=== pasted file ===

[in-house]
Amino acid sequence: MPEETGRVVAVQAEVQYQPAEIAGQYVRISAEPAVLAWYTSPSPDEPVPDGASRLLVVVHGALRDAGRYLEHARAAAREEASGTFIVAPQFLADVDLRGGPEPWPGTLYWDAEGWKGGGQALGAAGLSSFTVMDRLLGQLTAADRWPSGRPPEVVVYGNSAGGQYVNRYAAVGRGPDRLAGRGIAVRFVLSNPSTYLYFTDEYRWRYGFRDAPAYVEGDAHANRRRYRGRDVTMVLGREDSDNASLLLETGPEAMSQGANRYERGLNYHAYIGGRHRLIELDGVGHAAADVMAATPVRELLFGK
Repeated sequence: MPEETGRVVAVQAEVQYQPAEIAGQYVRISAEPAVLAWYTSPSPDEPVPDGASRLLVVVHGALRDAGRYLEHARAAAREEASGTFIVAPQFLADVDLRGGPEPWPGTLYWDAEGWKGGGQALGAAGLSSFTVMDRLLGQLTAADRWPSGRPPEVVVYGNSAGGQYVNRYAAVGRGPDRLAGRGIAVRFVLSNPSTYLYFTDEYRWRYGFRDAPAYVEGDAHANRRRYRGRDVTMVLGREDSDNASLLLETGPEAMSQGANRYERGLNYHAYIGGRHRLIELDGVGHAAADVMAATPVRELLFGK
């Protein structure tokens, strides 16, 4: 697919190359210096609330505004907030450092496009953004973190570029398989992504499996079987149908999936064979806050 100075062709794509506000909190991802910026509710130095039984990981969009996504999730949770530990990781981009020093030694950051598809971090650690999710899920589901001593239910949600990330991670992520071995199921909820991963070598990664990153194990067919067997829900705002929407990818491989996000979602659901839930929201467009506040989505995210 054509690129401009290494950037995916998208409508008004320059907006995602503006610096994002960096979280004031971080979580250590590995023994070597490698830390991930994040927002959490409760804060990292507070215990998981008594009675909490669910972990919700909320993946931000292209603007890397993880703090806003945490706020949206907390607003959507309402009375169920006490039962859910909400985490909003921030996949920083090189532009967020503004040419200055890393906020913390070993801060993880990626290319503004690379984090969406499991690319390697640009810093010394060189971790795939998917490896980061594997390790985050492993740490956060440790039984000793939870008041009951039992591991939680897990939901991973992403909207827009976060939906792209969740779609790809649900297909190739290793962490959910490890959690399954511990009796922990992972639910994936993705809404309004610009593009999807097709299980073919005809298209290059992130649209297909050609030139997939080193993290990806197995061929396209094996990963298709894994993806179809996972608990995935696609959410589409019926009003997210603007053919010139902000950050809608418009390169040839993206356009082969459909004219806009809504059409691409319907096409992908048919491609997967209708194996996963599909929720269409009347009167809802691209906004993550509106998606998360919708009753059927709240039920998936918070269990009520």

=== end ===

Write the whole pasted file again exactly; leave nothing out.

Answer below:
[in-house]
Amino acid sequence: MPEETGRVVAVQAEVQYQPAEIAGQYVRISAEPAVLAWYTSPSPDEPVPDGASRLLVVVHGALRDAGRYLEHARAAAREEASGTFIVAPQFLADVDLRGGPEPWPGTLYWDAEGWKGGGQALGAAGLSSFTVMDRLLGQLTAADRWPSGRPPEVVVYGNSAGGQYVNRYAAVGRGPDRLAGRGIAVRFVLSNPSTYLYFTDEYRWRYGFRDAPAYVEGDAHANRRRYRGRDVTMVLGREDSDNASLLLETGPEAMSQGANRYERGLNYHAYIGGRHRLIELDGVGHAAADVMAATPVRELLFGK
Repeated sequence: MPEETGRVVAVQAEVQYQPAEIAGQYVRISAEPAVLAWYTSPSPDEPVPDGASRLLVVVHGALRDAGRYLEHARAAAREEASGTFIVAPQFLADVDLRGGPEPWPGTLYWDAEGWKGGGQALGAAGLSSFTVMDRLLGQLTAADRWPSGRPPEVVVYGNSAGGQYVNRYAAVGRGPDRLAGRGIAVRFVLSNPSTYLYFTDEYRWRYGFRDAPAYVEGDAHANRRRYRGRDVTMVLGREDSDNASLLLETGPEAMSQGANRYERGLNYHAYIGGRHRLIELDGVGHAAADVMAATPVRELLFGK
């Protein structure tokens, strides 16, 4: 697919190359210096609330505004907030450092496009953004973190570029398989992504499996079987149908999936064979806050 100075062709794509506000909190991802910026509710130095039984990981969009996504999730949770530990990781981009020093030694950051598809971090650690999710899920589901001593239910949600990330991670992520071995199921909820991963070598990664990153194990067919067997829900705002929407990818491989996000979602659901839930929201467009506040989505995210 054509690129401009290494950037995916998208409508008004320059907006995602503006610096994002960096979280004031971080979580250590590995023994070597490698830390991930994040927002959490409760804060990292507070215990998981008594009675909490669910972990919700909320993946931000292209603007890397993880703090806003945490706020949206907390607003959507309402009375169920006490039962859910909400985490909003921030996949920083090189532009967020503004040419200055890393906020913390070993801060993880990626290319503004690379984090969406499991690319390697640009810093010394060189971790795939998917490896980061594997390790985050492993740490956060440790039984000793939870008041009951039992591991939680897990939901991973992403909207827009976060939906792209969740779609790809649900297909190739290793962490959910490890959690399954511990009796922990992972639910994936993705809404309004610009593009999807097709299980073919005809298209290059992130649209297909050609030139997939080193993290990806197995061929396209094996990963298709894994993806179809996972608990995935696609959410589409019926009003997210603007053919010139902000950050809608418009390169040839993206356009082969459909004219806009809504059409691409319907096409992908048919491609997967209708194996996963599909929720269409009347009167809802691209906004993550509106998606998360919708009753059927709240039920998936918070269990009520």